- The Washington Times - Friday, August 18, 2006

The New York Jets should have seen this coming.

Running back Curtis Martin missed the final 10 games of last season because of a right knee that needed surgery for the second time in two years. Martin, 33, has carried the ball more times than all but two backs in NFL history, and the wear and tear finally got to him. Now, his career is in jeopardy.

But the Jets chose to stand pat in the offseason rather than sign or trade for a quality veteran or use an early draft pick on a back.

Martin remains on the physically unable to perform list, and the Jets have only undistinguished Cedric Houston and Derrick Blaylock and fourth-round pick Leon Washington as alternatives. The club acquired oft-injured Lee Suggs from the Cleveland Browns on Monday, but he failed his physical.

That leaves the Jets searching for any available back. Blaylock rushed for just 53 yards last season and Houston for only 302 — 433 fewer than the aging Martin produced in just six games.

The Jets have declined to discuss Martin’s health, but it’s believed that his knee is now bone-on-bone. When the Jets held an intrasquad scrimmage on Aug. 6, Martin was spotted limping inside Giants Stadium. He may have carried the ball for the last time.

Same old Cards? — The Arizona Cardinals began the preseason by beating the defending champion Pittsburgh Steelers and opening their new stadium to rave reviews. Season tickets were sold at a record pace this spring because of the stadium and the signing of running back Edgerrin James.

The Cardinals, however, in some ways remain their old, lamentable selves.

Quarterback Matt Leinart, their top pick, became the last NFL draft choice to sign. Leinart, the 2004 Heisman Trophy winner from Southern Cal, is the sixth straight top pick to miss at least part of the Cardinals’ training camp.

“Any reports that we’re low-balling Matt are simply not true,” Cardinals vice president of football operations Rod Graves said before Leinart signed on Monday. “We haven’t been in a position of trying to low-ball anyone … over the last couple of years.”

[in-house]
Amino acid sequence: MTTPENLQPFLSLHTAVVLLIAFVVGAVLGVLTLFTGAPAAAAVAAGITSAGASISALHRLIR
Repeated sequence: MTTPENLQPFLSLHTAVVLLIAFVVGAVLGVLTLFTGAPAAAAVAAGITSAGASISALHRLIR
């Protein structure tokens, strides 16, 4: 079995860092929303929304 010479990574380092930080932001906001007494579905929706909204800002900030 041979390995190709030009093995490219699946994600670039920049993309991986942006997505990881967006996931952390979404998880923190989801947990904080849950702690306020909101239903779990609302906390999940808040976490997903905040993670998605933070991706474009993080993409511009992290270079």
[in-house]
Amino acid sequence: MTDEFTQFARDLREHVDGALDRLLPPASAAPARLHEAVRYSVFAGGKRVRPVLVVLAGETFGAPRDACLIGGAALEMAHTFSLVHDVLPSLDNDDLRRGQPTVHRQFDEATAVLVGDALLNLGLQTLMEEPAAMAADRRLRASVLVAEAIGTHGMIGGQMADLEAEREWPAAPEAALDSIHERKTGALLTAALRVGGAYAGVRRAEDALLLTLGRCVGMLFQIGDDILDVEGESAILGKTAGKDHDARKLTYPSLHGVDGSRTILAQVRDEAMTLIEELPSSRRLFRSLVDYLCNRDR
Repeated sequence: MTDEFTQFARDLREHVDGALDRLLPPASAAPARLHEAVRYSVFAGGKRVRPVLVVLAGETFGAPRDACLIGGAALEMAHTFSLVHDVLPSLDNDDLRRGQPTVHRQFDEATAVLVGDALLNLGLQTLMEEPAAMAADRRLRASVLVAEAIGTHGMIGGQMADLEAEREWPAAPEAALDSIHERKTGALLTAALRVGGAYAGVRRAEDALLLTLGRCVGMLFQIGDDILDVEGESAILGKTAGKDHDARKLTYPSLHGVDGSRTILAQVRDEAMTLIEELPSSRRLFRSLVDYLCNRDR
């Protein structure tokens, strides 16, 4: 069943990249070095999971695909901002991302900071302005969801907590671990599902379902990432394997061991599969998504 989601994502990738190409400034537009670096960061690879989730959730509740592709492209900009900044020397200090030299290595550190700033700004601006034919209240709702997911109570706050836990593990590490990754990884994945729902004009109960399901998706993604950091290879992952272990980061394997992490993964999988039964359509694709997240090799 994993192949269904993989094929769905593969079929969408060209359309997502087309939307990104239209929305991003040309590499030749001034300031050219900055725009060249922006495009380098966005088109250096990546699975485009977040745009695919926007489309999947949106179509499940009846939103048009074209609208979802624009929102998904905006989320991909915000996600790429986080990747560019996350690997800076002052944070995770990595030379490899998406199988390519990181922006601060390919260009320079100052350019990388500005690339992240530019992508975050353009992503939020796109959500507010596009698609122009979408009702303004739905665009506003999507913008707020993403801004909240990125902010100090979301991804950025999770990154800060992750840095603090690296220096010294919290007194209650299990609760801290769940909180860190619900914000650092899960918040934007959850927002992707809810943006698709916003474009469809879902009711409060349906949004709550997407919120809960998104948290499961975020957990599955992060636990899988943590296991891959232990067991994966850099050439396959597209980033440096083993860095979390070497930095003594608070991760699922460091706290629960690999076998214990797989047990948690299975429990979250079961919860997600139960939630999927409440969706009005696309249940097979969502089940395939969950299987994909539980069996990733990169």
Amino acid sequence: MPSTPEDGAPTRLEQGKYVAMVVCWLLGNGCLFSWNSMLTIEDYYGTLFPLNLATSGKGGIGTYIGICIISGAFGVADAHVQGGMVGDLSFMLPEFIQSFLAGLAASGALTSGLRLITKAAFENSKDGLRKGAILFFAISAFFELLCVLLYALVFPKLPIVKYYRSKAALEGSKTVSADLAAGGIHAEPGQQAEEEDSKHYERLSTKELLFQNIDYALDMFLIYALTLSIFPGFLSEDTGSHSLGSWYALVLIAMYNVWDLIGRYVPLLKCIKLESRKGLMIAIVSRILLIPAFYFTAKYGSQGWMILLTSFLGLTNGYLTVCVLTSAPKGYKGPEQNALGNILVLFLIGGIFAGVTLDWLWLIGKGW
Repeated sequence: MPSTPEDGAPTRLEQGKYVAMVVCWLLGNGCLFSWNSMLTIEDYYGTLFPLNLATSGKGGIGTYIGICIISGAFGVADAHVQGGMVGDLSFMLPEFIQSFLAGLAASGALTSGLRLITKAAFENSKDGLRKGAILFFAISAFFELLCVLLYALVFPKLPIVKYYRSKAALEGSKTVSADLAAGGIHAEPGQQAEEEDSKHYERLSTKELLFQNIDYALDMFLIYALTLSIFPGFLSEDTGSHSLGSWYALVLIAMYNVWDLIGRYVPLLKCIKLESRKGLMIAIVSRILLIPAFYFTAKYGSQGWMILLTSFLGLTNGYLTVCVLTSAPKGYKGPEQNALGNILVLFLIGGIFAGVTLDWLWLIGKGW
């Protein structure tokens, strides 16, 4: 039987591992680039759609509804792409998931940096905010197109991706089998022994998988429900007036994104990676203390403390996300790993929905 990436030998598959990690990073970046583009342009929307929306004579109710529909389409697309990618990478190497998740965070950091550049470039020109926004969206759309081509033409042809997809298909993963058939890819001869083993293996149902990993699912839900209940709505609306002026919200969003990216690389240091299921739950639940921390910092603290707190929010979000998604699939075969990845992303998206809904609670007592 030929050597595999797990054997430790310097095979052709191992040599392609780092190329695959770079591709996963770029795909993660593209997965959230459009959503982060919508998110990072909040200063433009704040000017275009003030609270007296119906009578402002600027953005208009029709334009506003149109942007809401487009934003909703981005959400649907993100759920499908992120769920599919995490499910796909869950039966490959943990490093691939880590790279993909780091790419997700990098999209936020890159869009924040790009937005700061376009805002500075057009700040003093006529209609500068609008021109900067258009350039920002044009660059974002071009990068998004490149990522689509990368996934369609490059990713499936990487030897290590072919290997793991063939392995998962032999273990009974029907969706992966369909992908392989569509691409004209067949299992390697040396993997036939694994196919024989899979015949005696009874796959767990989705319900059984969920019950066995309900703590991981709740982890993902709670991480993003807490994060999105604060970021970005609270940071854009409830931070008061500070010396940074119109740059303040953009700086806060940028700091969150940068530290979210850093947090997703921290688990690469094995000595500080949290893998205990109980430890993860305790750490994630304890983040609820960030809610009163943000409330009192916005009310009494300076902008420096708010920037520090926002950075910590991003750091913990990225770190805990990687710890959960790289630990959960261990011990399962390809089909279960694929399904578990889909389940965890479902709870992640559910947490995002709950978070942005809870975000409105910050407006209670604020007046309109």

Coach Dennis Green said Leinart couldn’t handle the financial consequences of dropping from the top of the draft before last season to 10th this year.

“We had 10th pick money,” Green said. “Everybody’s got to get used to being the 10th pick.”

Reveille call — Tennessee Titans coach Jeff Fisher treated his team to a military morning on Aug. 7. First, Fisher had the Titans awakened at 5 a.m. for the trip to Fort Campbell (Ky.), where Sgt. Rhonda Myree put them through a workout with 8-pound simulated M-16s.

“GI Jane was tough on us,” linebacker Keith Bulluck said. “Given the chance, she’d still be up there ripping reps off. She brought a number of [players] to their knees.”

The Titans watched a rappelling drill, then went on a mile run while singing cadence. Cornerback Pacman Jones, their designated sprinter, later outran a drill instructor. Players and coaches ate breakfast at the base and signed autographs for the soldiers.

“The soldiers talk about how they work in teams and tell some of their war stories and you see how important a team concept is in that way of life as well as here,” Bulluck said.

Browns not blameless — The Cleveland Browns certainly were unlucky to lose top free-agent center LeCharles Bentley to a season-ending knee injury, replacement Bob Hallen to sudden retirement and street free agent Alonzo Ephraim to a four-game suspension.

However, Browns fans shouldn’t forget that former coach Butch Davis let center Shaun O’Hara depart as a free agent in 2004 and that current general manager Phil Savage traded O’Hara’s successor, Jeff Faine, to move up a couple of spots in this draft’s second round and dealt backup Melvin Fowler for unimpressive tackle Nat Dorsey.

Those three players are starters now — O’Hara for the New York Giants, Fowler for the Minnesota Vikings and Faine for the New Orleans Saints. Meanwhile, the Browns will open with either journeyman Ross Tucker or undrafted rookie Rob Smith at center.

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